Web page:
I had learned to find equal meaning in the repeated rituals of domestic life. Setting the table. Lighting the candles. Building the fire. Cooking. All those soufflés, all that crème caramel, all those daubes and albóndigas and gumbos. Clean sheets, stacks of clean towels, hurricane lamps for storms, enough water and food to see us through whatever geological event came our way. These fragments I have shored against my ruins, were the words that came to mind then. These fragments mattered to me. I believed in them.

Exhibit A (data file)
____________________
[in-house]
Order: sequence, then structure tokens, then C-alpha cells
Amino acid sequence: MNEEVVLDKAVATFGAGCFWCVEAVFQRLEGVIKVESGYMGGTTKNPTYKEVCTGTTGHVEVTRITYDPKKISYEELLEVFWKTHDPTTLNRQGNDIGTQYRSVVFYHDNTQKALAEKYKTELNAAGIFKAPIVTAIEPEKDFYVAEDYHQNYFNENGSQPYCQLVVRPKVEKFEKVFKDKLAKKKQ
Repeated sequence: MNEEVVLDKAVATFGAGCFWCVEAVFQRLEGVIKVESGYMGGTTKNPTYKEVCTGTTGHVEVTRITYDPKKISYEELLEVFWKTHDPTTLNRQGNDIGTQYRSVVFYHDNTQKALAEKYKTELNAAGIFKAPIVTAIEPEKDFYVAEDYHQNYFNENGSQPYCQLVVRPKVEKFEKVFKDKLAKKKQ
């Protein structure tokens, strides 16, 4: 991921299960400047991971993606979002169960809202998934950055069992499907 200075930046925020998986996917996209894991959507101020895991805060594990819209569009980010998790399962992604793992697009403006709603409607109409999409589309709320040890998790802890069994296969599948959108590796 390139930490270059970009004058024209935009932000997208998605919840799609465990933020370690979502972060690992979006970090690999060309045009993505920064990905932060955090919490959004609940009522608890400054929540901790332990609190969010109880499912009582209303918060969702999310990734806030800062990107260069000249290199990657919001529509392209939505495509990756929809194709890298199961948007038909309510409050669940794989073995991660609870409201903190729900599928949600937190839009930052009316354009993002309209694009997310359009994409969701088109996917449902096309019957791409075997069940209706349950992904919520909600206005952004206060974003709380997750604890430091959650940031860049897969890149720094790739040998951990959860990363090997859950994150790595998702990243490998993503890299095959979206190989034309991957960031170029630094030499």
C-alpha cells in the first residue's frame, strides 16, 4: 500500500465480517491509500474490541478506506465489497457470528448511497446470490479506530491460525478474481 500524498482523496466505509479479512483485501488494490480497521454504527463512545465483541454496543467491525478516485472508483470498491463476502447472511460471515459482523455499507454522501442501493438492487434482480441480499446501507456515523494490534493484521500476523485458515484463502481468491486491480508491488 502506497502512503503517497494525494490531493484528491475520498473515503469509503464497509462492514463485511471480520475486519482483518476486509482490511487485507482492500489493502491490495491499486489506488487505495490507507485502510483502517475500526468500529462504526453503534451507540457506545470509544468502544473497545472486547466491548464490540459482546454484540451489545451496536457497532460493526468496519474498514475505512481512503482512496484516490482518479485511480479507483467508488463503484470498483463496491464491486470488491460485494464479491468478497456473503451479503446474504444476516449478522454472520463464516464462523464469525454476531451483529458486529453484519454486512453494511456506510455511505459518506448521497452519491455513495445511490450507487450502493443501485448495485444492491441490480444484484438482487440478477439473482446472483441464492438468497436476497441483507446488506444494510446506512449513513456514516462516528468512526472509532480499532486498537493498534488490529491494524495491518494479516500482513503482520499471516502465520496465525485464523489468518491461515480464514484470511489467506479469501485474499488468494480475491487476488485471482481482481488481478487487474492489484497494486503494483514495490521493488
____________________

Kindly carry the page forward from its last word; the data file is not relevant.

∆ Joan Didion, from The Year of Magical Thinking
'So time doesn't count, and place does?'
I said this to tease her.
When I was a man, I liked teasing her and she went along with it, consenting, for it reminded us both of a sadness that had passed.
∆ John Berger, Here Is Where We Meet: A Fiction
We take one step at a time when we leave a love, a job, a belief after spending days, perhaps months, years dismissing doubts their presence, ripples in the air that can be as soft as moths wings we pretend are only the ordinary in and out of our breath clouds against windows clear, and one day we see our world differently feel our hands press against that glass the cold of it flinging us back one last time into the heart of a home we have known where each piece in its usual place seems rearranged as if we are already gone.
∆ Sandy Shreve, Leaving, Belonging (Sono Nis Press, 1997)